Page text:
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No severance pay for outsourced staff • Who pays the premium?

No severance pay for outsourced staff

Someone whose job is outsourced, who then accepts employment with the outsourcer, can’t turn around and collect severance pay from his previous employer, the Ontario Superior Court of Justice has ruled.

The case involves 45 former Bombardier Aerospace technology workers in Downsview, Ont., whose department was outsourced. The workers accepted employment with the new company and then filed a claim for severance pay.

Bombardier pointed to a provision in Ontario’s employment standards legislation that states when a business is sold, and the employees continue with the new employer, then the employment is considered to be continuous. The workers argued outsourcing a department is different from selling a business, but the court disagreed.

The workers also argued that the terms and conditions of their employment were fundamentally different from those at Bombardier. But the section of Ontario’s Employment Standards Act dealing with the sale of a business is silent on this question, the court said. An employee unhappy with the terms being offered could have refused employment with the outsourcer and claimed wrongful dismissal, it said.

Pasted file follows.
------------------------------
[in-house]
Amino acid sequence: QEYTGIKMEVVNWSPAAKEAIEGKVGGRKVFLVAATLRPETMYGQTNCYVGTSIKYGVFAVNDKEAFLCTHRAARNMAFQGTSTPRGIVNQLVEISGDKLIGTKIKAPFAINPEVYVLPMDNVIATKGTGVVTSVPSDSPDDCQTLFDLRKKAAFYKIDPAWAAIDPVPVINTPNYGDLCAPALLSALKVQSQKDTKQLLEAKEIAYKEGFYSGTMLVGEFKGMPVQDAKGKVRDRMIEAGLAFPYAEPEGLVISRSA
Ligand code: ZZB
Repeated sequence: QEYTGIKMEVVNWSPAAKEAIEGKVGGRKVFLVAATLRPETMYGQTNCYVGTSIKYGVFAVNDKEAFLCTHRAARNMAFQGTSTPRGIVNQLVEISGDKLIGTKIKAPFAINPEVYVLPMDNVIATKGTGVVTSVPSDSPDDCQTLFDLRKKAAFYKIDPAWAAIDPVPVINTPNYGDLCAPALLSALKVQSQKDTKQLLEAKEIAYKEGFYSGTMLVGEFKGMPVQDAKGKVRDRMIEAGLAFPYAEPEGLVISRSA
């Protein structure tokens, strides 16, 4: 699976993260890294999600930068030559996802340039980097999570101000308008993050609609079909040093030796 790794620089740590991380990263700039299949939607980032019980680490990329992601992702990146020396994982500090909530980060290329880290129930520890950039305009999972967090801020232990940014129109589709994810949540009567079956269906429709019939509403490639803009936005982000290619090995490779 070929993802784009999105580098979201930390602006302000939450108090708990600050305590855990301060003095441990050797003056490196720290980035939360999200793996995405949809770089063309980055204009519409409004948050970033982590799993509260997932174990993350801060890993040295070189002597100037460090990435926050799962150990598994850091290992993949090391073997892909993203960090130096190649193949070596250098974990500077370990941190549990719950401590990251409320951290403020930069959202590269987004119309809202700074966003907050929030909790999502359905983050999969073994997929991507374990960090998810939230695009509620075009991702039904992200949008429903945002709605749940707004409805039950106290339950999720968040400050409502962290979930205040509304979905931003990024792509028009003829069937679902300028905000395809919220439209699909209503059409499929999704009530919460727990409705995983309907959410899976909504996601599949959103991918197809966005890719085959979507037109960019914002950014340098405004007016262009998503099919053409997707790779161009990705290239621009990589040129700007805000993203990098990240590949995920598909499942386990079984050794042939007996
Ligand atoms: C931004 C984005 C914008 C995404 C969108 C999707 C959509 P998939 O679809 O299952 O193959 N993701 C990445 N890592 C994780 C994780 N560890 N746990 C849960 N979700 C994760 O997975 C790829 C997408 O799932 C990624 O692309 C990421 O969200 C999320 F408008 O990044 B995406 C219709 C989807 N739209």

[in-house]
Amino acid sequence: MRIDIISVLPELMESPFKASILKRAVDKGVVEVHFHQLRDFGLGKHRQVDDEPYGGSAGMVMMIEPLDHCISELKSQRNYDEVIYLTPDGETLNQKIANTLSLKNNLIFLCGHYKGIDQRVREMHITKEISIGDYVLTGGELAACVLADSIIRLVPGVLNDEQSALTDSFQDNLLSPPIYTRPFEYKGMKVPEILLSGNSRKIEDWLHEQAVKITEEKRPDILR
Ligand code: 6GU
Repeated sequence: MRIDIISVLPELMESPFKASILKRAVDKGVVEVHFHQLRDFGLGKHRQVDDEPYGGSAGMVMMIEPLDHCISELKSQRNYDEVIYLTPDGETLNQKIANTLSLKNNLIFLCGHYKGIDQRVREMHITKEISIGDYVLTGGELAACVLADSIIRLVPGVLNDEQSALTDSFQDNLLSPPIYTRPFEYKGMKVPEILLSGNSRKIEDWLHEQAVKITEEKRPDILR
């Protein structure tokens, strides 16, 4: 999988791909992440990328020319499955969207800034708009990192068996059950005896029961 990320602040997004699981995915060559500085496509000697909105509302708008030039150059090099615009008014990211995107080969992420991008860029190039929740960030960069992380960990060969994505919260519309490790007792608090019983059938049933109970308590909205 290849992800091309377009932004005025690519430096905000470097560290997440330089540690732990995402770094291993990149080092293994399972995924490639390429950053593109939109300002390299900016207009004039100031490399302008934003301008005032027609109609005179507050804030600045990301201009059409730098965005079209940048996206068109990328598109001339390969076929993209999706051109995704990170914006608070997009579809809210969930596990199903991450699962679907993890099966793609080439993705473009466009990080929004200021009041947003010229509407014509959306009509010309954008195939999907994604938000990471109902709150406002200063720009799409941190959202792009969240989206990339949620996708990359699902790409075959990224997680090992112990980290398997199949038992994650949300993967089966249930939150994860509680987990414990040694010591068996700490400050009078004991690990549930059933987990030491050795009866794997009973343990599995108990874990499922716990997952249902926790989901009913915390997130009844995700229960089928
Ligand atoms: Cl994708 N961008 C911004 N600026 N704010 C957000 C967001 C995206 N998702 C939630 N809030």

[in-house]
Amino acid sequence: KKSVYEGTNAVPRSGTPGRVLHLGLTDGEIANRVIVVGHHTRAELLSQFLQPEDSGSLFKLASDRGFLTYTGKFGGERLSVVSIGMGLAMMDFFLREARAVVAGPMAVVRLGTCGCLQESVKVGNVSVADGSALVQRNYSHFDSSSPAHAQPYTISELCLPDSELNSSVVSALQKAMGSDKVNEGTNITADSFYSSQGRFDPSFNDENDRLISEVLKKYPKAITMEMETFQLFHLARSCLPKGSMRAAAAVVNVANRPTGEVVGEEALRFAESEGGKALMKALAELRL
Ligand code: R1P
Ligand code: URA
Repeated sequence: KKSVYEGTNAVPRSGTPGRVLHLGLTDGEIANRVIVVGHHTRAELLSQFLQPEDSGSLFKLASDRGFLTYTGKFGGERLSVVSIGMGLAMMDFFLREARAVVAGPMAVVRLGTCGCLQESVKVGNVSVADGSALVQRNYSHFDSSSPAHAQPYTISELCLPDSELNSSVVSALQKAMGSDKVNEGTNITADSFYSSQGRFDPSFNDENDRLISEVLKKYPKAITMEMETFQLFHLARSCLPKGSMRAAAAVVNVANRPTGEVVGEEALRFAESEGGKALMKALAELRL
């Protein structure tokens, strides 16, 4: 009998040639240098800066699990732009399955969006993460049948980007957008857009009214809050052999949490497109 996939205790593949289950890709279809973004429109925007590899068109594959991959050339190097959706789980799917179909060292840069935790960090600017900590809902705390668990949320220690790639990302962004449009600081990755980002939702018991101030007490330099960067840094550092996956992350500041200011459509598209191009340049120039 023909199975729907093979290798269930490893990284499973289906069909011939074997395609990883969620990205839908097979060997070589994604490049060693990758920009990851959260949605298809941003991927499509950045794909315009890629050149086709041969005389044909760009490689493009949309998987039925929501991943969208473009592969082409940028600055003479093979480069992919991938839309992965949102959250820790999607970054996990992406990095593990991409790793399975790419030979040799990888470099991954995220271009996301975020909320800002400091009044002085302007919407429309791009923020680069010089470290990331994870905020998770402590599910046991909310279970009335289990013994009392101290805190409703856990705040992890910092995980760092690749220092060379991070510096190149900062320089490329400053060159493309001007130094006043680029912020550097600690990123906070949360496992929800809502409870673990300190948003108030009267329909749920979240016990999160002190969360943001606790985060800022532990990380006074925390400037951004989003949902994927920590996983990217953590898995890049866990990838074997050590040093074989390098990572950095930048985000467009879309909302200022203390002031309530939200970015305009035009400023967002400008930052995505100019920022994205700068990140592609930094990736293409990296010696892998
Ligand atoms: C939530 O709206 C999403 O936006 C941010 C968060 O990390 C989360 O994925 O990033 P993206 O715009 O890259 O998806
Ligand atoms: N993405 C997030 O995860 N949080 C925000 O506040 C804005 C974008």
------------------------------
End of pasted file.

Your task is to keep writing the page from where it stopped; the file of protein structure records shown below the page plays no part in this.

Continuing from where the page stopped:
Who pays the premium?

An employee on disability who is fired without cause does not have to deduct disability benefits from a wrongful dismissal award, the Ontario Superior Court of Justice has ruled.

TNT Logistics, a Jacksonville, Fla.-based firm, lost a wrongful dismissal suit filed by Lorne Dowling, a former dispatch supervisor in Ontario who was receiving long-term disability benefits. The company sought to have the damages reduced by deducting the value of the LTD benefits during the notice period. If not, TNT argued, Dowling would be paid twice for the same time period.

But the court refused to reduce the damages. It said Dowling paid a premium out of his own pocket for the disability benefits, which were being paid to him by a third party. It also pointed out that there was nothing in his employment contract to indicate he could not receive both LTD and employment benefits.

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